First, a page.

‘Snack Crack:’ Our Children’s Addiction to Sugar

Mar 25, 2016

‘Snack Crack:’ Our Children’s Addiction to Sugar

‘Snack Crack:’ Our Children’s Addiction to Sugar

Posted in : Frontpage, News on by : doctorac

A number
of years ago, I took part in a video shoot in New York City with students living
in an at-risk community. Before the filming began, I was talking to the kids, and I asked them what they had for breakfast. They replied, “snack crack.” I said, “Huh?” They responded, “Snack crack, you know … the
adults get high by smoking crack, and we get our rush from eating and drinking
sugar.” That exchange has stuck with me
all of these years, and lately I’ve been thinking a lot about it. 

When I
became the Director of Nutrition Services for the Berkeley Unified School
District in California, and again when I became the Director of Food Services for Boulder
Valley School District in Colorado, I eliminated flavored milk. In both cases, there was
some initial pushback from the students and some parents, but it died down
pretty quickly. In both districts, participation in the lunch program increased
over time.

[Read: 5 Schools Changing the Future of Healthy School Lunches.]

When the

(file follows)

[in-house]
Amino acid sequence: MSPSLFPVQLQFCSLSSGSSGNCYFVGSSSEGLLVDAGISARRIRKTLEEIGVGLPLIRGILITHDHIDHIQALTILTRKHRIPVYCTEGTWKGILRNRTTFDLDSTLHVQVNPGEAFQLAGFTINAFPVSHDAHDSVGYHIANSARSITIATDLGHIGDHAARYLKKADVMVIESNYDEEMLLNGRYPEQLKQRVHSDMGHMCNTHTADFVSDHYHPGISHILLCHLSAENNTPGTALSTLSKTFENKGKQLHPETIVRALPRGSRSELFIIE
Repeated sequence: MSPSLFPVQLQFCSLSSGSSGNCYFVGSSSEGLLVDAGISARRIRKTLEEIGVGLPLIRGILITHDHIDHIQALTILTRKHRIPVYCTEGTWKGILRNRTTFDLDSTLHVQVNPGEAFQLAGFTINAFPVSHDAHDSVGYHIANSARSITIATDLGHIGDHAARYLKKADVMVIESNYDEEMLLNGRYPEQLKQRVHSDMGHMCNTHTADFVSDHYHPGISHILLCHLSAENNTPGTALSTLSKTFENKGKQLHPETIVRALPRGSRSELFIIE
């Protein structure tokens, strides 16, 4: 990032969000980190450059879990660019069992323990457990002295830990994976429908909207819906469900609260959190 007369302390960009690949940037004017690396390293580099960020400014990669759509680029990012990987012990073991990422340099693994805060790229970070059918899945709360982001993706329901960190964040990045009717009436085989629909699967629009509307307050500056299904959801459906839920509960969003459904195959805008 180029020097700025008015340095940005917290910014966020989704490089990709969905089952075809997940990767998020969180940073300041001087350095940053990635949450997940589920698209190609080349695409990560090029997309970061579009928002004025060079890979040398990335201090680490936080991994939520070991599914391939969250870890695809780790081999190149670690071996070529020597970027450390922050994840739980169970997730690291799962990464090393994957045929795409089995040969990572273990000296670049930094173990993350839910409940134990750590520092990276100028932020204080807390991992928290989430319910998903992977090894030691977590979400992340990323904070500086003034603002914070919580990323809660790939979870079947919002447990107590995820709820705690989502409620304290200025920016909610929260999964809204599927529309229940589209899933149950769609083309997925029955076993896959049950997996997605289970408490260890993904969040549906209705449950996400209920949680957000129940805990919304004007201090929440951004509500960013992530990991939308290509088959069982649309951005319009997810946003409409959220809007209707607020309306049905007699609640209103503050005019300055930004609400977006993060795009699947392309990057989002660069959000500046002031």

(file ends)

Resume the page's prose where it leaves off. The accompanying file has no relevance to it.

Healthy Hunger-Free Kids Act was passed in 2010, it addressed milk by stating
that schools needed to serve two kinds – fat-free and 1 percent – and that
flavored milk was allowed as long as it was fat-free. Additionally, unfettered access to water was
mandated during all meal periods, something that had previously been omitted
from school meals. As Congress prepares to reauthorize school lunch legislation
and other child nutrition programs, the bipartisan draft
would mandate a Department of Agriculture
study of “milk consumption data and trends for school-aged children” when determining what
varieties of milk should be available in school meals. This might sound
reasonable, but I believe it to be an effort by the powerful dairy lobby
to mandate higher consumption of milk in schools and to promote flavored milk
as a way to do so, which of course would add more sugar into school meals.

As I write,
I’m pondering a new decision for my school district: removing juice from school
meals and carbonated sparkling juice from ala carte sales. When I made the
flavored milk decision, it seemed like a no-brainer. But with this decision, I’ve
had to do more thinking and research into the issue. Here’s what I’ve found:

The Centers for Disease Control and Prevention has
reported that 17 to 30 percent of children ages 2 to 19 are overweight or
obese. These children often suffer from illnesses such as heart disease, Type 2
, asthma and sleep apnea, as well as social stigmatism and
discrimination. I believe that most of us understand the health issues related
to the obesity and diabetes crisis, but what I’d like to unpack is how sugar
relates to this, especially in the context of children’s health.

[Read: School Food Lessons We Should Learn From Chipotle.]

Research on
how sugar affects children’s brains from trusted sources, including Dr.
Nicole Avena, Dr.
Robert Lustig and
the CDC, finds that sugar behaves a